An organization’s website should broadcast to the world what your brand stands for; it should be a hub for all of an organization’s marketing communications. As a result, an organization needs a website development plan that includes all of the key components of a successful website. A high-performance website begins with having a clear understanding of the brands core values; the brand identity! The core values are what the brand stands for!
Let’s use an example of two premium Ice Creams; Haagen-Dazs and Ben and Jerry’s. Both of these brands are premium Ice Creams, but as you will see, they each have very different positions in the marketplace based on their core values; and this difference is reflected in their website’s design, navigation, and content strategy.
The core values for Haagen-Dazs are high quality (best in class), delivers a worldly experience, and inspires meaning-full moments. As you will see, Haagen-Daz’s website www.haagen-dazs.com reflects these core values; as does all of Haagen-Daz’s marketing communications.
Ben & Jerry’s core values include High Quality, Social Responsibility, Fun, and Hippy-ish. As you will see, Ben & Jerry’s website www.benjerry.com reflects these core values; as does all of Ben & Jerry’s marketing communications.
Generally speaking an organization will not have more than 3, 4, 5, or 6 core values. Hammering out an organization’s core values can be challenging, but it is a prerequisite to achieving any high-performance marketing activity in an organization. An organization cannot develop a logo, a website, business cards, packaging, advertising etc., until and unless the core values are fully understood; the core values are what the brand stands for. it is the foundation for building a high- performance brand!
Once an organization’s core values are understood, they can be embedded at every level of website development. Website development includes the following components:
1. Design — The core values of the brand are infused into the website’s design. The use of color, font styles, white space, logos etc. are all considered within the framework of the brand’s core values.
2. Structure — Building the structure (wire frame) for a website requires a web designer to consideration the following web-design components: User-friendly, Interactive, Scalable, and Secure.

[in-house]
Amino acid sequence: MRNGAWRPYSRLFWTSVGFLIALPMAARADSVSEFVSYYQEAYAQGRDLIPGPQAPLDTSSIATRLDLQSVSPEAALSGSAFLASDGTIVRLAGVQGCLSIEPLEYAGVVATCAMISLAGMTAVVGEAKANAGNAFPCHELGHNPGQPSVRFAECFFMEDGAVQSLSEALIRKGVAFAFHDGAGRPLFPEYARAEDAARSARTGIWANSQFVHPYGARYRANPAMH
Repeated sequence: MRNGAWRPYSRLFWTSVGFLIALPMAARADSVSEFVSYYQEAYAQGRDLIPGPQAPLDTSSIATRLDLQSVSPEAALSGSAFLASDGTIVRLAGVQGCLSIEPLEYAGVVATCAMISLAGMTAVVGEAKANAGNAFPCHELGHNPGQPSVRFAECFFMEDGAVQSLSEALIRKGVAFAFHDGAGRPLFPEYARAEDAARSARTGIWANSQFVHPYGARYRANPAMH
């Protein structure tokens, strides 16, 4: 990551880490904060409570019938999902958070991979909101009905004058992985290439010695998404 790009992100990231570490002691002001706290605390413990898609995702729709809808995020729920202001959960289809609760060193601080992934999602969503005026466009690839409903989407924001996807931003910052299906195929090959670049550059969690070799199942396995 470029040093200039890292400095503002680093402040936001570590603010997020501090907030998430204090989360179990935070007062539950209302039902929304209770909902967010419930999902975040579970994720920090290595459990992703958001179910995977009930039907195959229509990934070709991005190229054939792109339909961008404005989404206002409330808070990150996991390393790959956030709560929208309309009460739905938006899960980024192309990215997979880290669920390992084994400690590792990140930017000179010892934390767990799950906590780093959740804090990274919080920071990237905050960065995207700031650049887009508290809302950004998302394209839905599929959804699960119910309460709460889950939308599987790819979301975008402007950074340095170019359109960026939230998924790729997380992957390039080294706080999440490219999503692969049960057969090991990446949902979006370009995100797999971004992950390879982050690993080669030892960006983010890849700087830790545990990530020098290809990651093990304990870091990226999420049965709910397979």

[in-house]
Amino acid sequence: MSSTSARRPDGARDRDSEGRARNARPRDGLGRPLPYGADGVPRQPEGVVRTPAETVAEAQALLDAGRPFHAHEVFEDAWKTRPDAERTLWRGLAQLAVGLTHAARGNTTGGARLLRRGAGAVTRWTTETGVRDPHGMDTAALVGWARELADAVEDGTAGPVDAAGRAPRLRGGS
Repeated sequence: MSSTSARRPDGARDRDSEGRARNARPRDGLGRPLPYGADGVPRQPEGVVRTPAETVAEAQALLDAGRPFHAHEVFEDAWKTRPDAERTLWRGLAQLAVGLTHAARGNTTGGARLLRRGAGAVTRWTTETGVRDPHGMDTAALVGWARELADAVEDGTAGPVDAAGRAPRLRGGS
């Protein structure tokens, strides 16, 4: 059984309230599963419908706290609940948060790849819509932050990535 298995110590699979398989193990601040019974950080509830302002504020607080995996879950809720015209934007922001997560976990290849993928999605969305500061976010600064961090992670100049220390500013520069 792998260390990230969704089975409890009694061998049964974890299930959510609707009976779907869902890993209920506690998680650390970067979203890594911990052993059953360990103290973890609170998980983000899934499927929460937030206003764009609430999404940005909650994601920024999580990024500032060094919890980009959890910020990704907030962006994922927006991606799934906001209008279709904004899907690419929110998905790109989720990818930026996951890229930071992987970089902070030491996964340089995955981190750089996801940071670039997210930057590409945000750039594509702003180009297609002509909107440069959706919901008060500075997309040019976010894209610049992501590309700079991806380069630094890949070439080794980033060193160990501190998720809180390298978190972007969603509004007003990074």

User-friendly — Is the navigation around the website difficult, slow, time consuming, and frustrating? If so, your website user- friendliness rating is low; and as a result, your visitor time on site will be low. And if visitors cannot easily navigate around an organization’s website, if they become confused on the functionality and direction they should take, they will not stick around. And if visitors do not stick around, they will not purchase products, services, ideas etc.
Usability testing is an ongoing process of continually trying to improve the customer experience. Here are a few things to consider about usability: http://www.youtube.com/watch?v=3J85SUZFXNM
Interactive –getting visitors to interact with a website is critical to engaging the visitors in a meaning-full experience. Landing pages, contests, feedback, links, blogs, social media platforms, posting product reviews, etc. all engage the customer to some degree.
Scalable— relates to how easy it is to continually build out and update the functionality of an organization’s website. Build-outs and updating always need stay aligned with the principles discussed in this post. Most websites start with basic functionality and then scale-up the functionality as time goes on.
Security — visitors to websites are becoming increasingly concerned about the security of websites. If your organization is going to ask for visitor data, then visitors need to feel good about knowing that their data will be secure.
3. Content— The heart and soul of search engine optimization (SEO) is the relevance of content. In other words, does the content an organization publishes on the website and social media platforms have meaning (value) to its recipients; if not, your content is merely junk mail. Many companies are damaging their brand by publishing content that is irrelevant and un-engaging. This irrelevant content will lead to people “de-friending” a company’s website.
4. Visability — relates to how easily potential customers can find your website. It’s great if an organization builds out a website that is authentic, user-friendly, interactive, scalable and secure, but if no one can find the website, then all is lost. The heart and soul of Visibility is Search Engine Optimization (SEO). Where does an organization’s website rank in the “organic” listing, not in the Pay-Per-Click advertising listing.